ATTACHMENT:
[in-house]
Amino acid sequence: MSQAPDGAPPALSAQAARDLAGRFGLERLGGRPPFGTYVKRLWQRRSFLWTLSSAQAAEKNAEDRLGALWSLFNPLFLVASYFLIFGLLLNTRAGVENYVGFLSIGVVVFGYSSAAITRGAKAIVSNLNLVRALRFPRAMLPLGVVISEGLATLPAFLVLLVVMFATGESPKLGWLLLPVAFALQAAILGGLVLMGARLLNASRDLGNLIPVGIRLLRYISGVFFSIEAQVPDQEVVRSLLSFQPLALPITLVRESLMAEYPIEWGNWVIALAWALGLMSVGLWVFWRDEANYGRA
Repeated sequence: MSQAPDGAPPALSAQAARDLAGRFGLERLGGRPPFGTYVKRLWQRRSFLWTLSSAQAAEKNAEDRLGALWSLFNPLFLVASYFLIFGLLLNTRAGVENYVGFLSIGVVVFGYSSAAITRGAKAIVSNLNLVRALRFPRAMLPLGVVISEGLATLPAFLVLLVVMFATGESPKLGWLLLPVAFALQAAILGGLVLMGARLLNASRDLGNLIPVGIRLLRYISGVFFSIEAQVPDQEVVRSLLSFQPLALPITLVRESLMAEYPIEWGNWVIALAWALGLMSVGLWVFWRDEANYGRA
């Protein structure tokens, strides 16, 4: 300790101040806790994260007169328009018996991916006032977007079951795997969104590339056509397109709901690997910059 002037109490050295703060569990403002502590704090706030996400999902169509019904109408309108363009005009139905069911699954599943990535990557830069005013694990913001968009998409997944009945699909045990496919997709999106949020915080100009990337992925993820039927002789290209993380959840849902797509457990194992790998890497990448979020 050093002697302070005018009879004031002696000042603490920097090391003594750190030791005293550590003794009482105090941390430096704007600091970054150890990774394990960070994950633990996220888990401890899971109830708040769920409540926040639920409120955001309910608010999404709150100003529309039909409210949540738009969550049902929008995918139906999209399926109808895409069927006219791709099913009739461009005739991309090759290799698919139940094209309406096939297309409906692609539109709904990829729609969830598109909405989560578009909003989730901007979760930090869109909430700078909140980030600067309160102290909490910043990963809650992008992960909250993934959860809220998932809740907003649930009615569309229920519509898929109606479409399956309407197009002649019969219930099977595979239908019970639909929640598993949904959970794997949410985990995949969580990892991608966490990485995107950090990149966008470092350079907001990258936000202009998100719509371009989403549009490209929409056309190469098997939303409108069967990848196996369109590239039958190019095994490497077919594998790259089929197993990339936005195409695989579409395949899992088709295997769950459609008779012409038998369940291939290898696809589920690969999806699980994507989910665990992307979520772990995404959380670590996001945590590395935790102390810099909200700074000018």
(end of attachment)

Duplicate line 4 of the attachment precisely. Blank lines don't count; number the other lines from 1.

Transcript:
């Protein structure tokens, strides 16, 4: 300790101040806790994260007169328009018996991916006032977007079951795997969104590339056509397109709901690997910059 002037109490050295703060569990403002502590704090706030996400999902169509019904109408309108363009005009139905069911699954599943990535990557830069005013694990913001968009998409997944009945699909045990496919997709999106949020915080100009990337992925993820039927002789290209993380959840849902797509457990194992790998890497990448979020 050093002697302070005018009879004031002696000042603490920097090391003594750190030791005293550590003794009482105090941390430096704007600091970054150890990774394990960070994950633990996220888990401890899971109830708040769920409540926040639920409120955001309910608010999404709150100003529309039909409210949540738009969550049902929008995918139906999209399926109808895409069927006219791709099913009739461009005739991309090759290799698919139940094209309406096939297309409906692609539109709904990829729609969830598109909405989560578009909003989730901007979760930090869109909430700078909140980030600067309160102290909490910043990963809650992008992960909250993934959860809220998932809740907003649930009615569309229920519509898929109606479409399956309407197009002649019969219930099977595979239908019970639909929640598993949904959970794997949410985990995949969580990892991608966490990485995107950090990149966008470092350079907001990258936000202009998100719509371009989403549009490209929409056309190469098997939303409108069967990848196996369109590239039958190019095994490497077919594998790259089929197993990339936005195409695989579409395949899992088709295997769950459609008779012409038998369940291939290898696809589920690969999806699980994507989910665990992307979520772990995404959380670590996001945590590395935790102390810099909200700074000018």